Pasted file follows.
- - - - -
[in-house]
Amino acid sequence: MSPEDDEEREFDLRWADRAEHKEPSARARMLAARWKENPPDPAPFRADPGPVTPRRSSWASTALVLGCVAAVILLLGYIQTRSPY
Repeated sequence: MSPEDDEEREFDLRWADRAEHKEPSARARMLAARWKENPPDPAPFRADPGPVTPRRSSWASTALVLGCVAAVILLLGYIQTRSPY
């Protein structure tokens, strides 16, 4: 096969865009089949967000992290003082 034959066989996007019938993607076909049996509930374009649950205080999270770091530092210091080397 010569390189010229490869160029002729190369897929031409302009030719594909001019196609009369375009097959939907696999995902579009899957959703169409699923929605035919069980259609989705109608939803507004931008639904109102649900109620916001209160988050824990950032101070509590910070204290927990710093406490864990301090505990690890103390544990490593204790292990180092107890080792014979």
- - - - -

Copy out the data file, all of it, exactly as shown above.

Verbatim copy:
[in-house]
Amino acid sequence: MSPEDDEEREFDLRWADRAEHKEPSARARMLAARWKENPPDPAPFRADPGPVTPRRSSWASTALVLGCVAAVILLLGYIQTRSPY
Repeated sequence: MSPEDDEEREFDLRWADRAEHKEPSARARMLAARWKENPPDPAPFRADPGPVTPRRSSWASTALVLGCVAAVILLLGYIQTRSPY
């Protein structure tokens, strides 16, 4: 096969865009089949967000992290003082 034959066989996007019938993607076909049996509930374009649950205080999270770091530092210091080397 010569390189010229490869160029002729190369897929031409302009030719594909001019196609009369375009097959939907696999995902579009899957959703169409699923929605035919069980259609989705109608939803507004931008639904109102649900109620916001209160988050824990950032101070509590910070204290927990710093406490864990301090505990690890103390544990490593204790292990180092107890080792014979």